The nylon bristle brush can be used with any type of pool to brush away dirt, debris, or Green & Mustard Algae. The stainless steel bristle brush can only be used on a concrete, gunite, shotcrete, or fiberglass pools to remove stubborn Black Algae, stubborn dirt, and any stains or scale. A stainless steel bristle brush can never be used with a vinyl-liner pool (it is too abrasive and may tear the liner).

Calcium Hardness

This is the amount of dissolved calcium (plus some other minerals like magnesium) in the water. Too much calcium in your water will cause cloudy water and scaling, which is a white chalky deposit that will form on pool surfaces, and inside equipment of pumps, heaters and salt cells.

Too little calcium in the water will contribute to water becoming aggressive and can etch and corrode the pool surface and metal components of the pool and equipment.

Calcium Hardness Increaser

Calcium Hardness Increaser is a chemical used to raise the hardness in a swimming pool or spa. It’s scientific name is Calcium Chloride. You will find this commonly packaged and labeled as “Hardness Increaser,” “Hardness Up,” or “Hardness Plus.”

Read the instructions on the label to determine the amount to add, how it should be added (either diluted in water or broadcast straight from the container), a maximum amount (per 10,000 gallons of water) that can be added at one time, and other precautions. Caution: adding calcium hardness increaser to water causes a reaction and water to become hot. Be careful not to mix in a container and touch the container, or touch the contents as a burn may occur.

Note: There is not a common product that is packaged and sold as a Hardness Decreaser, though there are some chemicals that will bind calcium in the water to lower levels that way. The best option, if your Hardness level is too high will be to drain some of your pool water and refill, and rebalance your chemical levels.

Calcium Hypochlorite

Calcium hypochlorite is a form of chlorine available that comes in granules or tablets. It is not stabilized, which means it will produce 65% available chlorine and be relatively fast acting. It tends to raise the pH.

Cement

A powdery substance made with calcined lime and clay. It is mixed with water to form mortar or mixed with sand, gravel, and water to make concrete, and is used as a building component in gunite swimming pools, as well as faux rocks and carved components, especially found in Legendary Escapes swimming pools.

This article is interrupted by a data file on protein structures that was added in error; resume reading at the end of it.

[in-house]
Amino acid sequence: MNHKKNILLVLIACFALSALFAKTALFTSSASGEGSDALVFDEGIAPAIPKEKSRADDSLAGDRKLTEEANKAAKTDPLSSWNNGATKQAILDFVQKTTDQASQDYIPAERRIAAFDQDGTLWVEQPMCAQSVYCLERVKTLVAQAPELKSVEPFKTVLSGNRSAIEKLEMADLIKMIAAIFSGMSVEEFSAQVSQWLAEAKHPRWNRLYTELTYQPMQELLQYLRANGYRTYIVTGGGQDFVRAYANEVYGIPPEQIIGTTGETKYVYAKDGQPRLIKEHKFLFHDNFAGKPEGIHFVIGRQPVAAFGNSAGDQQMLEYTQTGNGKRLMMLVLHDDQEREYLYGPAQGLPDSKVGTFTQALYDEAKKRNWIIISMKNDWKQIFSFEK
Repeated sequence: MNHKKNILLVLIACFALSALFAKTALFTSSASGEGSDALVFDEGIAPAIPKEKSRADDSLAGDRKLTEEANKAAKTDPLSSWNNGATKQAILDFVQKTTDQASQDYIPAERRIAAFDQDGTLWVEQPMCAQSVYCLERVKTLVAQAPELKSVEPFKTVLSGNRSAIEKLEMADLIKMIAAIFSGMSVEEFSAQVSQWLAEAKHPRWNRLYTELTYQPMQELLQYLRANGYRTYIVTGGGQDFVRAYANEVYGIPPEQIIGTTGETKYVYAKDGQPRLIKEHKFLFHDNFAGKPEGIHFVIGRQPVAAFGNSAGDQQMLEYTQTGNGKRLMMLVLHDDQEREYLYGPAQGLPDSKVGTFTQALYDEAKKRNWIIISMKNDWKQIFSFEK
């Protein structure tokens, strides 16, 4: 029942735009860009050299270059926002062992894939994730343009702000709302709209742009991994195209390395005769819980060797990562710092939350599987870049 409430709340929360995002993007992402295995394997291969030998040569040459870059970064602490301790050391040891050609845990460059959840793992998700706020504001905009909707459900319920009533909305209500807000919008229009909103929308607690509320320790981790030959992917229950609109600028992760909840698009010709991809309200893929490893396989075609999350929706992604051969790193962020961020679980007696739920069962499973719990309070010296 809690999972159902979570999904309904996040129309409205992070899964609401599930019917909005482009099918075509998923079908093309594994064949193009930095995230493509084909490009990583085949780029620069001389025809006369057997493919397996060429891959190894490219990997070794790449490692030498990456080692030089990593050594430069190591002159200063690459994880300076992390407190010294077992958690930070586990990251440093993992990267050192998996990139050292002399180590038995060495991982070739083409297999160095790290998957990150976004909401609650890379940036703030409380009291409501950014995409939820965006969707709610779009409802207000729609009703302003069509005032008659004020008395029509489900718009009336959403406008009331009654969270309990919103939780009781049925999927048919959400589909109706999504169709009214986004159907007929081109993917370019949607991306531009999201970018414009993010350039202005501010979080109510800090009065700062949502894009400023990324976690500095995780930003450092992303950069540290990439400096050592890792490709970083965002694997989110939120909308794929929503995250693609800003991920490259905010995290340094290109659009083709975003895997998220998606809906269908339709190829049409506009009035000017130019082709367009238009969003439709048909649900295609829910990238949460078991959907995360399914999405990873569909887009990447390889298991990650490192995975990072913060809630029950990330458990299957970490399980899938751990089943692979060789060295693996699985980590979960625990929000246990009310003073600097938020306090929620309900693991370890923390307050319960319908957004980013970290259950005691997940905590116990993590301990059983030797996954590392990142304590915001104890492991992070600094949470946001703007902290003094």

Chlorine – Cl2

Chlorine is the most widely used chemical for swimming pool sanitizing. It kills bacteria through a chemical reaction which breaks down chlorine into hypochlorous acid and hypochlorite ions, which oxidize bacteria until they are either neutralized or destroyed.

Chlorine dissolves in water to form hypochlorus acid (HOCl or free chlorine – the principal water sanitizer) and hydrochloric acid.

Used at proper levels chlorine kills bacteria, living organisms, ammonia, and any other contaminates (such as dirt, debris, and algae spores) that are in pool water.

The two most common forms of chlorine used are granular chlorine (whose scientific name is “Dichlor”) and chlorine tablets (whose scientific name is “Trichlor”). Chlorine tablets come in two sizes: 1″ tablets and 3″ tablets, as well as sticks.

Advantages of chlorine:

It has a long half life, and can be stored in solid form for a long time.
It comes in different forms
It has a residual effect, and will neutralize contaminants when first added, and over time.
Concerns:

Byproducts are chloramines and can cause skin and eye irritation

If you rely on chlorine for sanitizing your pool you should have a steady level of 1.0-3.0 ppm (parts per million) of chlorine in your pool.

You can add this in several ways. You can install an automatic chlorinator that takes tablets, either 1″ or 3″ that are added to your water as it flows through your system.

You can add liquid chlorine (which is the fastest acting version of chlorine, it is also the most quickly used up by your pool).

You can also add granular shock chlorine products to the pool, or in some cases use a floating chlorine dispenser. The rule of thumb for adding chlorine is 1 bag of shock or gallon per 10,000 gallons of pool water.

You can adjust and add more if the pool is green or cloudy. At openings we typically add 1 case (4 gallons) of liquid chlorine to all pools, and 2-3 cases for low water clarity, green, or in general really dirty/algae filled pools.